Looking towards the future at Bonn International School

Philip Wharton

Philip Wharton has been Headteacher of the Independent Bonn International School since 2017. This is his first headship and previously he held management positions at another international school in Germany, where he also worked as a language and class teacher. Philip made the move to the EU in the 2005 after studying French and then gaining his PGCE in Nottingham in the UK.

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Website: www.ibis-school.com Email This email address is being protected from spambots. You need JavaScript enabled to view it.

It goes without saying that this year has brought about an unprecedented set of challenges for us all. We are at the end of the first month of our second school closure within a year, with all pupils engaged in distance-learning and up to 20% of our pupils attending emergency supervision.

The stresses caused by the global pandemic can easily lead to schools pulling down the storm shutters and becoming completely focussed on operational survival. If we can´t know when all this will end, many will question school leaders who focus on what´s next rather than purely on what´s now. This is, I would argue, our key role in this moment as school leaders: we must remember our commitment to sustained progress over time for our children and young people in our schools.  

Naturally there is an urgency to ensure that the current status quo of teaching online plays out in a way that maintains learning for pupils and causes the minimum possible stress for both staff and parents.  

Here at the Independent Bonn International School, however, we are staying true to our school values when we´re planning, especially the values of honesty and transparency, to keep our identified focus of developing our pupils´ skills in writing at the forefront of our minds.  

As Covey said, “we are beginning with the end in mind“ and thinking about where our students are, where we want them to be and how to get there. Looking at our data over the past months, we have seen (perhaps understandably given what 2020 brought us) a slight dip in the percentage of our pupils who are working at or above expected age-level in writing.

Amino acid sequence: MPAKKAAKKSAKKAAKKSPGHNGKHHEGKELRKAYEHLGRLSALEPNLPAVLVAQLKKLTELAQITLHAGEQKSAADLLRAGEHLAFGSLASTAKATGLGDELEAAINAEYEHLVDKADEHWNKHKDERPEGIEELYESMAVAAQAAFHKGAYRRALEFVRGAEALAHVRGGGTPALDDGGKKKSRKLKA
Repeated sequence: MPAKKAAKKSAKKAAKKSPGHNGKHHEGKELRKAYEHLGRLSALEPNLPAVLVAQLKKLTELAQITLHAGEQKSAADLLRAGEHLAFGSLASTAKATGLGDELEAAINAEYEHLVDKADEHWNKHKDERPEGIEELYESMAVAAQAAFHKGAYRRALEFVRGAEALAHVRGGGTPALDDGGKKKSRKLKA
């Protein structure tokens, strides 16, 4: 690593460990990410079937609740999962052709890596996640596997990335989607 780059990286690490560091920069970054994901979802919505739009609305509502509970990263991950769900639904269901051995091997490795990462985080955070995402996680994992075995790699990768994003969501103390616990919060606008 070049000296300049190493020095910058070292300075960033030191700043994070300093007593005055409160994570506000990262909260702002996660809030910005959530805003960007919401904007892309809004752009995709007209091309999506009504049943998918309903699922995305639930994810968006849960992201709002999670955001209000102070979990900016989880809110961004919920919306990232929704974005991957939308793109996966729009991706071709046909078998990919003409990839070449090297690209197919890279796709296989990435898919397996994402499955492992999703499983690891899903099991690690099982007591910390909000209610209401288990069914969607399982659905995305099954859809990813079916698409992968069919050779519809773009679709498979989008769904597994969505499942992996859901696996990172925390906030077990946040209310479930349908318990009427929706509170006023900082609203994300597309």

To address this, we need to use another of our school values and be courageous in taking the challenge by the horns and meeting to discuss our action now and not in a month- we are grateful for our access to the internet and this means we can still sit around a virtual table and plan.  

Our Curriculum management team are meeting online to plan our strategy and we will start by agreeing to share our goals to make the improvement happen, even at this time of remote learning. We´ll use data already collected and that gleaned from mid-year school reports as our baseline and plan with a robust timeline of checkpoints so as to demonstrate our interventions are working. The proof will be in the pudding when our accreditation partners, COBIS, visit us (virtually) in May 2021, in the next round of school reports in the summer, assessment results and evidence from our analyses of pupils´ written work in the coming months. 

We will continue to show trust in our staff by following our communications plan: the curriculum coordinators' feedback and forward information flowing from those teaching to senior management of the school. In this way, I as Head can meet with the curriculum coordinators to fine tune our planning and strategy which can then be passed to small groups of teachers and assistants for timely interaction with learners. What works or doesn't work can then be discussed at the next meetings at all levels. With this safe structure in mind, we can leave our perfectionism at the door and carry on working hard to improve outcomes for our children, no matter if we are learning at home or at school. 

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